additive eq and any other reductive you desire later after the compressor [ lol if you are adding 2k before the compressor you just wind up pushing down at the compressor]

plus you want a set and forget at the head because compressors are threshold set and eq's are freq dependent volume level controls..so you don't want to be futzing with the compressor threshold every time you adjust your eq


a no brainer
Old 3 weeks ago
  #11
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Just curious why you’re not correcting the proximity effect by backing up a bit from the mic. What are you trying to achieve by being that close if not proximity effect?

I do a lot of vocal recording, some close, some a bit further, and I always track in parallel, 1 clean and 1 going through a hardware 1176. I never eq on the way in, preferring to get the desired sound as much as possible from mic choice and placement. Sometimes I do hpf for rumble, sometimes I don’t.

But depending on the track, even if the compression sounds amazing while tracking, I just as often prefer the clean track once the rest of the mix is coming together. Why not try to get your tone with mic placement before considering eq/compression?
Old 3 weeks ago
  #12
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I prefer to track vocals close mic'ed because I like to add the early reflections with algorithmic reverbs. That way I'm not stuck forever with a vocal take with ambience that I probably don't want in the mix, because you know, there's halls, rooms, chambers, etc, and they all give different feels and texture.

Also the level of the ambience makes a difference in the presentation of the vocal. Sometimes you want a dry presentation, other times, a little wet makes sense for the song.
Old 3 weeks ago
  #13
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Quote:
Originally Posted by Cesarnsanchez View Post
I prefer to track vocals close mic'ed because I like to add the early reflections with algorithmic reverbs. That way I'm not stuck forever with a vocal take with ambience that I probably don't want in the mix, because you know, there's halls, rooms, chambers, etc, and they all give different feels and texture.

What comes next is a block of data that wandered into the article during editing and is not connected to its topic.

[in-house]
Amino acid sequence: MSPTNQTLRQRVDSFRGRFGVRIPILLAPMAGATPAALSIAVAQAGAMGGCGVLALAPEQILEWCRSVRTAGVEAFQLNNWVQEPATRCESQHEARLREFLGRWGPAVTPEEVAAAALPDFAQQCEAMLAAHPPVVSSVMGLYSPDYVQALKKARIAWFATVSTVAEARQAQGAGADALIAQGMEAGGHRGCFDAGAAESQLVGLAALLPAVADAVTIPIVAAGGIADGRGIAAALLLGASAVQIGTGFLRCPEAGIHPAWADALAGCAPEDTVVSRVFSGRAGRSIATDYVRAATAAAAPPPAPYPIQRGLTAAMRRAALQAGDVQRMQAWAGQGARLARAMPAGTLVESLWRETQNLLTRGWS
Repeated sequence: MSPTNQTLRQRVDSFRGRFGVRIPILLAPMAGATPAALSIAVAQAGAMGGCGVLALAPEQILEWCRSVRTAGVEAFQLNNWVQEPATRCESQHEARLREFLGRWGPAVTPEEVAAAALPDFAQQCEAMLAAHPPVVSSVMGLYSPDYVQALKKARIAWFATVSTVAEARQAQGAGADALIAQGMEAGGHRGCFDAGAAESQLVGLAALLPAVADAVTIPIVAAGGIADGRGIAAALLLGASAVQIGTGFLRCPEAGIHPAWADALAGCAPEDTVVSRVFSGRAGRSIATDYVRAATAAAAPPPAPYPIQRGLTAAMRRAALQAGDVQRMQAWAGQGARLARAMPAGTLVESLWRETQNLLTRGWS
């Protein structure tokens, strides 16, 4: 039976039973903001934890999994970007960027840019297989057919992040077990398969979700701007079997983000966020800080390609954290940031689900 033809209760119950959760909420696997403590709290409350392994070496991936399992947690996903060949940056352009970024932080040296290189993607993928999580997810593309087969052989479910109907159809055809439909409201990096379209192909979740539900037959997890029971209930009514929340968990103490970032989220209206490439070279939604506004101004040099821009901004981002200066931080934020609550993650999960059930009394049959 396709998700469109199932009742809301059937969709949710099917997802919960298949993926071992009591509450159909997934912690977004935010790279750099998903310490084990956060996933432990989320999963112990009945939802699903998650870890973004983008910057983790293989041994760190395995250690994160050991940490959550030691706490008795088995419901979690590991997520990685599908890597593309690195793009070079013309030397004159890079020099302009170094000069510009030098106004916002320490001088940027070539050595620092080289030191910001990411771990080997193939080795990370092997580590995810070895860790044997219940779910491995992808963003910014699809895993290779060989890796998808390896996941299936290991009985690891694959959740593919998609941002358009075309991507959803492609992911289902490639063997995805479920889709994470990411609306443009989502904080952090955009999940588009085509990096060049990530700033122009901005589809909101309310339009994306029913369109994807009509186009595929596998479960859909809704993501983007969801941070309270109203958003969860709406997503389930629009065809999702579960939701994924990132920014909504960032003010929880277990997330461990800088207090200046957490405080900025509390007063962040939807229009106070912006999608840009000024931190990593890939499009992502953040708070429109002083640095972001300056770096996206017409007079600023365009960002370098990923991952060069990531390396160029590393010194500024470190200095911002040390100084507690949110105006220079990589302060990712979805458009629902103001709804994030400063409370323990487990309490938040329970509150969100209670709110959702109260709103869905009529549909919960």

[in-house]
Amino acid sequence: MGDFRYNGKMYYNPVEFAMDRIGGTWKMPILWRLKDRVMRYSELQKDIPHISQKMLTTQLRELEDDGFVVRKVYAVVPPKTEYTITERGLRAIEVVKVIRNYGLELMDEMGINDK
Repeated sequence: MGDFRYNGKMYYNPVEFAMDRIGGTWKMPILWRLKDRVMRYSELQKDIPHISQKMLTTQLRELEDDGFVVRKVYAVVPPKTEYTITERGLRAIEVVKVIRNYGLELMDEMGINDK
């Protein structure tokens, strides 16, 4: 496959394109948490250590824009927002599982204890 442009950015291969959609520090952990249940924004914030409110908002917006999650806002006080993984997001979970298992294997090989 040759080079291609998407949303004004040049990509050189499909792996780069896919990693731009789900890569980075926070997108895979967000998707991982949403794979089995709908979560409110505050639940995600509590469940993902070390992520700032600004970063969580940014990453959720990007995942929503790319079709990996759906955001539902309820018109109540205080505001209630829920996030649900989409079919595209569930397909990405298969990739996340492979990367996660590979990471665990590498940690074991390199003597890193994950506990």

Also the level of the ambience makes a difference in the presentation of the vocal. Sometimes you want a dry presentation, other times, a little wet makes sense for the song.
You can still get a pretty dry vocal from a few inches back, just out of the proximity zone. It doesn’t take much. Like even six inches, attach a pop filter to keep the singer at the correct spot. I too use a lot of digital and analog reverbs and it’s never an issue. If for some reason your room is crazy reflective, like if it’s in a home, non-treated, space, you can kill any extra reflections easily by draping a few blankets over mic booms or whatever you have handy. But my point is with just a little bit of experimentation I’m confident you really can get the source closer to your desired sound without recording something right off the bat that you know you’re going to have to eq to make useable.
Old 3 weeks ago
  #14
Quote:
I track close mic'd vocals without EQ or compression on the way in, and I control proximity effect ITB with transparent EQs and then afterwards I control dynamics.
Why fix it afterwards? Back off an inch or 2.
Quote:
I like the results I'm getting but what would be the old school approach (when it was all analog) to tame the proximity effect?.
If you like the results, there is no taming it, right?
In the recording stage, if you are hearing something that you do not like, like the proximity effect, then you would just back off the mic a bit.

If its was something you overlooked int recording stage and now thew vocal is too 'basy' form the 'proximity effect', then there can be 1,000 ways to deal with it. I would analyze the vocal in the context of the entire mix and then use every tool i have at my exposure to make it sound its best. It can be as simple as placing a high p[ass filter on it or as complicated as adding 4 different effects to it.
Every situation like the proximity effect doesn't have a one fix for all.
Old 3 weeks ago
  #15
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Quote:
Originally Posted by Zasterz View Post
You can still get a pretty dry vocal from a few inches back, just out of the proximity zone. It doesn’t take much. Like even six inches, attach a pop filter to keep the singer at the correct spot. I too use a lot of digital and analog reverbs and it’s never an issue. If for some reason your room is crazy reflective, like if it’s in a home, non-treated, space, you can kill any extra reflections easily by draping a few blankets over mic booms or whatever you have handy. But my point is with just a little bit of experimentation I’m confident you really can get the source closer to your desired sound without recording something right off the bat that you know you’re going to have to eq to make useable.
I book pro studios just for the acoustics.

Thanks for the suggestions. Also, I've got good results today having the mic at eye level, with mic upside-down tilted backwards from the perspective of the singer. Feels a little less crispy but feels right